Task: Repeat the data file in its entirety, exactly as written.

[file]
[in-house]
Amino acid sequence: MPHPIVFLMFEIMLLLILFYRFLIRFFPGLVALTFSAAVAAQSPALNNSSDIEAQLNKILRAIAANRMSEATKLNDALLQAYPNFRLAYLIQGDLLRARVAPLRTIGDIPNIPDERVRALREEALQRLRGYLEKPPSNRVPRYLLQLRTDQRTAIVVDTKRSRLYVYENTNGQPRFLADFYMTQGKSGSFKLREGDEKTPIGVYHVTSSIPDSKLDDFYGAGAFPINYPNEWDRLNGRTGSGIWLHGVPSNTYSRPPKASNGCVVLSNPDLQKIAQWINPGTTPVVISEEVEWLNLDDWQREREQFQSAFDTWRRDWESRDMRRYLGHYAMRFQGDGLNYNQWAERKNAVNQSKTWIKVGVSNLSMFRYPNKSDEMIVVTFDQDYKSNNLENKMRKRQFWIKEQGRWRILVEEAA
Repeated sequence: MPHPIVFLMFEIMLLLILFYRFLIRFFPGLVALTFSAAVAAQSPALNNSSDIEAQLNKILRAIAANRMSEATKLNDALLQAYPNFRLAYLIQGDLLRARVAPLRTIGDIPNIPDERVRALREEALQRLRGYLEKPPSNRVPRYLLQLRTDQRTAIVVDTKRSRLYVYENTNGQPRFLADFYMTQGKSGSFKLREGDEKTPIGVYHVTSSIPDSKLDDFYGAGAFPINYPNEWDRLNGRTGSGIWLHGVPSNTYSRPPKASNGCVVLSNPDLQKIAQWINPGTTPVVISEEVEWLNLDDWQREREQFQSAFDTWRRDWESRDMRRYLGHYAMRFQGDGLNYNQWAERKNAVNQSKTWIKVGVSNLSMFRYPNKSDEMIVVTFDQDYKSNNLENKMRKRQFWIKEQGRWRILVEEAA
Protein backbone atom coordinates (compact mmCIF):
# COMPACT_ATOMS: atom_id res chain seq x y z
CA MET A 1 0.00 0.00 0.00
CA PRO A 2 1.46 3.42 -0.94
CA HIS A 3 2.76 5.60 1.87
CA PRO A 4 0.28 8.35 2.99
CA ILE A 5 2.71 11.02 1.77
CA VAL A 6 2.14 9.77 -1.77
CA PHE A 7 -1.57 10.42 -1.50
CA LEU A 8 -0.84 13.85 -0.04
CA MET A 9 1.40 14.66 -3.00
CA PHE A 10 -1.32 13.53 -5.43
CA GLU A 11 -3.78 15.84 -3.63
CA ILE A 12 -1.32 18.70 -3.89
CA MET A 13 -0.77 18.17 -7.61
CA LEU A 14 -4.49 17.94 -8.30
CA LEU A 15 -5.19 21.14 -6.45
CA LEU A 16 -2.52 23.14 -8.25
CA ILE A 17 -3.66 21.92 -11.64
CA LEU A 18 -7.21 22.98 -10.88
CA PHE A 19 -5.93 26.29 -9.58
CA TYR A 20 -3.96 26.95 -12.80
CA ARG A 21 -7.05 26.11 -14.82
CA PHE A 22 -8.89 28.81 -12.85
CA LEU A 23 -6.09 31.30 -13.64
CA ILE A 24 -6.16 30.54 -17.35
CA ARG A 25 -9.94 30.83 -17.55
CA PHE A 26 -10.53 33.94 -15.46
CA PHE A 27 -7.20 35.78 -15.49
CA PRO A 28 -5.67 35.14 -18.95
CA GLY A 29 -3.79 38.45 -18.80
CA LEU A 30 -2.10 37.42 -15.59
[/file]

[in-house]
Amino acid sequence: MPHPIVFLMFEIMLLLILFYRFLIRFFPGLVALTFSAAVAAQSPALNNSSDIEAQLNKILRAIAANRMSEATKLNDALLQAYPNFRLAYLIQGDLLRARVAPLRTIGDIPNIPDERVRALREEALQRLRGYLEKPPSNRVPRYLLQLRTDQRTAIVVDTKRSRLYVYENTNGQPRFLADFYMTQGKSGSFKLREGDEKTPIGVYHVTSSIPDSKLDDFYGAGAFPINYPNEWDRLNGRTGSGIWLHGVPSNTYSRPPKASNGCVVLSNPDLQKIAQWINPGTTPVVISEEVEWLNLDDWQREREQFQSAFDTWRRDWESRDMRRYLGHYAMRFQGDGLNYNQWAERKNAVNQSKTWIKVGVSNLSMFRYPNKSDEMIVVTFDQDYKSNNLENKMRKRQFWIKEQGRWRILVEEAA
Repeated sequence: MPHPIVFLMFEIMLLLILFYRFLIRFFPGLVALTFSAAVAAQSPALNNSSDIEAQLNKILRAIAANRMSEATKLNDALLQAYPNFRLAYLIQGDLLRARVAPLRTIGDIPNIPDERVRALREEALQRLRGYLEKPPSNRVPRYLLQLRTDQRTAIVVDTKRSRLYVYENTNGQPRFLADFYMTQGKSGSFKLREGDEKTPIGVYHVTSSIPDSKLDDFYGAGAFPINYPNEWDRLNGRTGSGIWLHGVPSNTYSRPPKASNGCVVLSNPDLQKIAQWINPGTTPVVISEEVEWLNLDDWQREREQFQSAFDTWRRDWESRDMRRYLGHYAMRFQGDGLNYNQWAERKNAVNQSKTWIKVGVSNLSMFRYPNKSDEMIVVTFDQDYKSNNLENKMRKRQFWIKEQGRWRILVEEAA
Protein backbone atom coordinates (compact mmCIF):
# COMPACT_ATOMS: atom_id res chain seq x y z
CA MET A 1 0.00 0.00 0.00
CA PRO A 2 1.46 3.42 -0.94
CA HIS A 3 2.76 5.60 1.87
CA PRO A 4 0.28 8.35 2.99
CA ILE A 5 2.71 11.02 1.77
CA VAL A 6 2.14 9.77 -1.77
CA PHE A 7 -1.57 10.42 -1.50
CA LEU A 8 -0.84 13.85 -0.04
CA MET A 9 1.40 14.66 -3.00
CA PHE A 10 -1.32 13.53 -5.43
CA GLU A 11 -3.78 15.84 -3.63
CA ILE A 12 -1.32 18.70 -3.89
CA MET A 13 -0.77 18.17 -7.61
CA LEU A 14 -4.49 17.94 -8.30
CA LEU A 15 -5.19 21.14 -6.45
CA LEU A 16 -2.52 23.14 -8.25
CA ILE A 17 -3.66 21.92 -11.64
CA LEU A 18 -7.21 22.98 -10.88
CA PHE A 19 -5.93 26.29 -9.58
CA TYR A 20 -3.96 26.95 -12.80
CA ARG A 21 -7.05 26.11 -14.82
CA PHE A 22 -8.89 28.81 -12.85
CA LEU A 23 -6.09 31.30 -13.64
CA ILE A 24 -6.16 30.54 -17.35
CA ARG A 25 -9.94 30.83 -17.55
CA PHE A 26 -10.53 33.94 -15.46
CA PHE A 27 -7.20 35.78 -15.49
CA PRO A 28 -5.67 35.14 -18.95
CA GLY A 29 -3.79 38.45 -18.80
CA LEU A 30 -2.10 37.42 -15.59